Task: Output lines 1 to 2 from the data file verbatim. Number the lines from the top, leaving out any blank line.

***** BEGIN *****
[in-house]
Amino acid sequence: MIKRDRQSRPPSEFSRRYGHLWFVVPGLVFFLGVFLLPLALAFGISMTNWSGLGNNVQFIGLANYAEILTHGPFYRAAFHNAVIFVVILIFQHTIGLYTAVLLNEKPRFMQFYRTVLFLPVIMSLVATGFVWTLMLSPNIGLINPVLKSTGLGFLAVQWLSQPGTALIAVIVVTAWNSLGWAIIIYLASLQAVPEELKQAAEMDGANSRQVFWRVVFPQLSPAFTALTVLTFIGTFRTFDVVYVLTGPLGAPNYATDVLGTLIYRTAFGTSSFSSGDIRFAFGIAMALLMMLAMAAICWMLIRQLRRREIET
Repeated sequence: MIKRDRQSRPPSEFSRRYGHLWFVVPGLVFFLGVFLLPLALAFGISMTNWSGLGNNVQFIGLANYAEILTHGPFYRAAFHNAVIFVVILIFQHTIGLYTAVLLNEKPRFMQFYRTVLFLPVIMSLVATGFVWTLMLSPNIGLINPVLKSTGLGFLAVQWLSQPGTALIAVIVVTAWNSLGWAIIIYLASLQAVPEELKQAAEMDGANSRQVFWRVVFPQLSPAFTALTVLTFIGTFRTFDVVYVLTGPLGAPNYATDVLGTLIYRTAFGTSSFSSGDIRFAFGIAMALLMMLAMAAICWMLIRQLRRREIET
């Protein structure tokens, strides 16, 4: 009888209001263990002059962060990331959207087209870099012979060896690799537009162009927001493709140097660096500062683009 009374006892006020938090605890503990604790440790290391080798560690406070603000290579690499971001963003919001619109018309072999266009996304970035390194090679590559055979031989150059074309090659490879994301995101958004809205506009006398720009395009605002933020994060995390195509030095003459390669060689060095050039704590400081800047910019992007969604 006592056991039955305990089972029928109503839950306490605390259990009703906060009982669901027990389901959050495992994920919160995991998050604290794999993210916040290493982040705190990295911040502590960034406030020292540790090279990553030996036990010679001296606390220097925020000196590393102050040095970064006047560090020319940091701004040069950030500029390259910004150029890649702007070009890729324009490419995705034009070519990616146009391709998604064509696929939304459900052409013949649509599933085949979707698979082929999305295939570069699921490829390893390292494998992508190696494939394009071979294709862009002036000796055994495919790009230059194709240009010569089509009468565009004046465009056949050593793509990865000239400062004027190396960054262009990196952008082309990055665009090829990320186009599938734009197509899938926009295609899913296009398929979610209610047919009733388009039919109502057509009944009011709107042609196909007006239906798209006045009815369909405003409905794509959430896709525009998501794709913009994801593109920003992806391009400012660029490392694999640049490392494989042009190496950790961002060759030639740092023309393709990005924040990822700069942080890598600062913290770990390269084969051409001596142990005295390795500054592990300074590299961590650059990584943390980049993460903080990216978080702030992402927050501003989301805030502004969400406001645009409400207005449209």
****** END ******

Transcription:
[in-house]
Amino acid sequence: MIKRDRQSRPPSEFSRRYGHLWFVVPGLVFFLGVFLLPLALAFGISMTNWSGLGNNVQFIGLANYAEILTHGPFYRAAFHNAVIFVVILIFQHTIGLYTAVLLNEKPRFMQFYRTVLFLPVIMSLVATGFVWTLMLSPNIGLINPVLKSTGLGFLAVQWLSQPGTALIAVIVVTAWNSLGWAIIIYLASLQAVPEELKQAAEMDGANSRQVFWRVVFPQLSPAFTALTVLTFIGTFRTFDVVYVLTGPLGAPNYATDVLGTLIYRTAFGTSSFSSGDIRFAFGIAMALLMMLAMAAICWMLIRQLRRREIET